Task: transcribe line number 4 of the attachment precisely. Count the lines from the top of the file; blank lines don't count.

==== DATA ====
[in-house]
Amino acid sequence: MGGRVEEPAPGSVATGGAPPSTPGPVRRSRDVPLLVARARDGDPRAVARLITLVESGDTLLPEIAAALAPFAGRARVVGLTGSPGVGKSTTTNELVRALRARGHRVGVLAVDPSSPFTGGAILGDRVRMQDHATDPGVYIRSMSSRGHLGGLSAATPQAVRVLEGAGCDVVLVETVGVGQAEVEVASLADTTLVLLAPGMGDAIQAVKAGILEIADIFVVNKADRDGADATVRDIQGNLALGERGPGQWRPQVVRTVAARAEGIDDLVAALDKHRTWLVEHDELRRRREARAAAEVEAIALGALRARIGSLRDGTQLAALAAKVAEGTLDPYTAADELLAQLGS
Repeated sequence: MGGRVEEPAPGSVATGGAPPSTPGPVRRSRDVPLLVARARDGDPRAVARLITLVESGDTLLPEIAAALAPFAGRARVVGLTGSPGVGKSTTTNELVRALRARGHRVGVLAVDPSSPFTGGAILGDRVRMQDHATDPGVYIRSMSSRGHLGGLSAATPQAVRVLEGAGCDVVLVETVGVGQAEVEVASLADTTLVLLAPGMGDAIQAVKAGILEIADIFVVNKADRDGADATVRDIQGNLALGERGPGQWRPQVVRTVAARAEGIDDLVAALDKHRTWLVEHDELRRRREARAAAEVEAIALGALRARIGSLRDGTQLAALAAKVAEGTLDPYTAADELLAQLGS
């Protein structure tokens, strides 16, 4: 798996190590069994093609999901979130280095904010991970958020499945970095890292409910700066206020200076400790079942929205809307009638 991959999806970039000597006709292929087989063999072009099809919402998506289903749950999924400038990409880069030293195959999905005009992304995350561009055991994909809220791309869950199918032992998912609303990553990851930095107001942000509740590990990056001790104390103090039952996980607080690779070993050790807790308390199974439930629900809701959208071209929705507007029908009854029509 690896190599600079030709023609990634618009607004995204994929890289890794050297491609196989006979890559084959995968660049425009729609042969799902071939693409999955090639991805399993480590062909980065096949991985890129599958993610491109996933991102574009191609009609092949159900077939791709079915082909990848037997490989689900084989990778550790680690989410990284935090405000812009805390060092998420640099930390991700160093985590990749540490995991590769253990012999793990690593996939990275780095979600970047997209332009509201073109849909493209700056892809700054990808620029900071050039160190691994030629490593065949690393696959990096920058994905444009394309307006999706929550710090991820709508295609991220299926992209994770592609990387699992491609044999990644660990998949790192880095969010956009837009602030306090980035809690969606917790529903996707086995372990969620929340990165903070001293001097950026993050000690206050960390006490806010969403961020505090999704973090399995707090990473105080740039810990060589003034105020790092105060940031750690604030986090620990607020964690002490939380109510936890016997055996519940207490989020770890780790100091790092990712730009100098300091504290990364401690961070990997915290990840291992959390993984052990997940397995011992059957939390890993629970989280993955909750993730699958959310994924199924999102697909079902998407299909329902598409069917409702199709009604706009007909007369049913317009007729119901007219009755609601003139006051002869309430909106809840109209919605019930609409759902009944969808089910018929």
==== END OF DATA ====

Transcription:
């Protein structure tokens, strides 16, 4: 798996190590069994093609999901979130280095904010991970958020499945970095890292409910700066206020200076400790079942929205809307009638 991959999806970039000597006709292929087989063999072009099809919402998506289903749950999924400038990409880069030293195959999905005009992304995350561009055991994909809220791309869950199918032992998912609303990553990851930095107001942000509740590990990056001790104390103090039952996980607080690779070993050790807790308390199974439930629900809701959208071209929705507007029908009854029509 690896190599600079030709023609990634618009607004995204994929890289890794050297491609196989006979890559084959995968660049425009729609042969799902071939693409999955090639991805399993480590062909980065096949991985890129599958993610491109996933991102574009191609009609092949159900077939791709079915082909990848037997490989689900084989990778550790680690989410990284935090405000812009805390060092998420640099930390991700160093985590990749540490995991590769253990012999793990690593996939990275780095979600970047997209332009509201073109849909493209700056892809700054990808620029900071050039160190691994030629490593065949690393696959990096920058994905444009394309307006999706929550710090991820709508295609991220299926992209994770592609990387699992491609044999990644660990998949790192880095969010956009837009602030306090980035809690969606917790529903996707086995372990969620929340990165903070001293001097950026993050000690206050960390006490806010969403961020505090999704973090399995707090990473105080740039810990060589003034105020790092105060940031750690604030986090620990607020964690002490939380109510936890016997055996519940207490989020770890780790100091790092990712730009100098300091504290990364401690961070990997915290990840291992959390993984052990997940397995011992059957939390890993629970989280993955909750993730699958959310994924199924999102697909079902998407299909329902598409069917409702199709009604706009007909007369049913317009007729119901007219009755609601003139006051002869309430909106809840109209919605019930609409759902009944969808089910018929």